Saturday, July 21, 2007



JULY 22, 2007

GENESIS 18:1-10A
The LORD appeared to Abraham by the terebinth of Mamre, as he sat in
the entrance of his tent, while the day was growing hot. Looking up,
Abraham saw three men standing nearby. When he saw them, he ran from
the entrance of the tent to greet them; and bowing to the ground, he
said: "Sir, if I may ask you this favor, please do not go on past
your servant. Let some water be brought, that you may bathe your
feet, and then rest yourselves under the tree. Now that you have
come this close to your servant, let me bring you a little food, that
you may refresh yourselves; and afterward you may go on your way."
The men replied, "Very well, do as you have said." Abraham hastened
into the tent and told Sarah, "Quick, three measures of fine flour!
Knead it and make rolls." He ran to the herd, picked out a tender,
choice steer, and gave it to a servant, who quickly prepared it.
Then Abraham got some curds and milk, as well as the steer that had
been prepared, and set these before the three men; and he waited on
them under the tree while they ate. They asked Abraham, "Where is
your wife Sarah?" He replied, "There in the tent." One of them
said, "I will surely return to you about this time next year, and
Sarah will then have a son."

Brothers and sisters: Now I rejoice in my sufferings for your sake,
and in my flesh I am filling up what is lacking in the afflictions of
Christ on behalf of his body, which is the church, of which I am a
minister in accordance with God's stewardship given to me to bring to
completion for you the word of God, the mystery hidden from ages and
from generations past. But now it has been manifested to his holy
ones, to whom God chose to make known the riches of the glory of this
mystery among the Gentiles; it is Christ in you, the hope for glory.
It is he whom we proclaim, admonishing everyone and teaching everyone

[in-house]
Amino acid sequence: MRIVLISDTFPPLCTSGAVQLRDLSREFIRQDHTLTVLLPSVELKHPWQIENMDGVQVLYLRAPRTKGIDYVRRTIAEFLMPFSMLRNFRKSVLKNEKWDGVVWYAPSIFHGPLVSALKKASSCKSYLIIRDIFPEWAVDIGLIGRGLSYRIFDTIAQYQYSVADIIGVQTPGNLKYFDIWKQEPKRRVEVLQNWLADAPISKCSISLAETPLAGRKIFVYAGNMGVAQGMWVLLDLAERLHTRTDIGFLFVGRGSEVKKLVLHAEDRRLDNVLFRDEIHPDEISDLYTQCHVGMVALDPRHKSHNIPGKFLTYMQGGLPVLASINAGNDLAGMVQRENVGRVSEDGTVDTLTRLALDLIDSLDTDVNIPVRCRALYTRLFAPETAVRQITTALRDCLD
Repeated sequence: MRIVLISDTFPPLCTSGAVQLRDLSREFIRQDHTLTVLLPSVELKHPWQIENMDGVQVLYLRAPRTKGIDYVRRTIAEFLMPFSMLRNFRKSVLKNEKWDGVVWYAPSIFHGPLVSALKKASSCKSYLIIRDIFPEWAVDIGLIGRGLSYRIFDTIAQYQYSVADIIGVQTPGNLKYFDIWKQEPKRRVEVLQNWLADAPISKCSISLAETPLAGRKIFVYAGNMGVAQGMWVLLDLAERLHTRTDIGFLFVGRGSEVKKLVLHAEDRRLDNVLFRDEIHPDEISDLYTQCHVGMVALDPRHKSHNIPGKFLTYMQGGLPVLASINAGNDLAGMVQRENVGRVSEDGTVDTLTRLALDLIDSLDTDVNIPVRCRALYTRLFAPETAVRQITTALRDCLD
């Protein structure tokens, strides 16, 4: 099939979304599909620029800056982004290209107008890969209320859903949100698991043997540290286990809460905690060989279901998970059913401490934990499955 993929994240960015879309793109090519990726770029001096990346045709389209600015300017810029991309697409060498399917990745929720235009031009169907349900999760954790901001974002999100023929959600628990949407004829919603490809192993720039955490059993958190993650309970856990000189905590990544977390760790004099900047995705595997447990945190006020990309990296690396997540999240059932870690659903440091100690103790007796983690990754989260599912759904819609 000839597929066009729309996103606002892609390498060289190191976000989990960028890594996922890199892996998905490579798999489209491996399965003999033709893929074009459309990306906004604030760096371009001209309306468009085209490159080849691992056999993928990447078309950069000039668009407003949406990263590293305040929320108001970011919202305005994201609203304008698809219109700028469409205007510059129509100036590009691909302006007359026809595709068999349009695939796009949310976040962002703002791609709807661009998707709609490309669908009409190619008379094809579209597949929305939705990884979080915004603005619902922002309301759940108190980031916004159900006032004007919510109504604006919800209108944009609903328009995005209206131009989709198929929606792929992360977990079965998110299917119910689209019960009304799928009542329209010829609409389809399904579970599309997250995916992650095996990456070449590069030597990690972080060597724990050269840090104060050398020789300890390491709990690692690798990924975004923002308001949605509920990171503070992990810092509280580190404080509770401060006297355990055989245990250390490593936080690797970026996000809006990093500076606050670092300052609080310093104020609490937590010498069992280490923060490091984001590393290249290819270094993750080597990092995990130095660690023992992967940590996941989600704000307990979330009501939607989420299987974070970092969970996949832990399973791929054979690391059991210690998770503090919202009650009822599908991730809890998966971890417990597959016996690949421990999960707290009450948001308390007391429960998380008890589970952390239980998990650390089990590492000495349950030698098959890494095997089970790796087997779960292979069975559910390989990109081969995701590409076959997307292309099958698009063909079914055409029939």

with all wisdom, that we may present everyone perfect in Christ.

LUKE 10:38-42
Jesus entered a village where a woman whose name was Martha welcomed
him. She had a sister named Mary who sat beside the Lord at his feet
listening to him speak. Martha, burdened with much serving, came to
him and said, "Lord, do you not care that my sister has left me by
myself to do the serving? Tell her to help me." The Lord said to
her in reply, "Martha, Martha, you are anxious and worried about many
things. There is need of only one thing. Mary has chosen the better
part and it will not be taken from her."

My dear friends, the Scripture readings for this Sunday illumine the
importance of hospitality. They challenge us with the question of how
hospitable we are to others and also of how hospitable we are to God
in our lives.

In the reading from Genesis, Abraham and Sarah are presented as
models of active and gracious hospitality. The three mysterious
travelers, moving along in the intense heat of the desert, receive
spontaneous kindness from Abraham and Sarah. Abraham and Sarah go to
great lengths to provide rest for these travelers and to make them
feel welcome. They do not realize that in offering hospitality to
these visitors, they are in reality entertaining messengers from God.
God has come to visit them in the disguise of these unexpected
guests. In this moment of hospitality, Abraham and Sarah are given a
solemn promise, the promise of the birth of their son, Isaac. Isaac
represents their future as a people.

This Sunday's Gospel reading is also about the virtue of hospitality.
The story of Martha and Mary is all about what it means to invite
Jesus into our lives. Martha is not the hero of this story although
she seems to be doing all the work in this scene. It is not the case
that Martha's genuine concern about the details of hospitality does
not have its place or importance. But it appears that Martha is so
caught up in all of the activity that she misses the person, the
person of Jesus. It is Mary who recognizes that the most essential
part of hospitality is attentiveness to the person. Mary is
attentive to Jesus and listens to his words.

There are countless moments and ways in which you and I are called to
extend hospitality to others. It may be answering the telephone and
listening to the troubled friend or family member on the other end of
the line. It may entail inviting someone into our home and making
them feel welcome. Sometimes it involves simply listening to the
concerns of a coworker. It means extending a kind look and warm
greeting to the homeless person we meet on the street even if we are
unable to offer him or her any money. This hospitality may involve
sitting down and talking with a child about something of interest to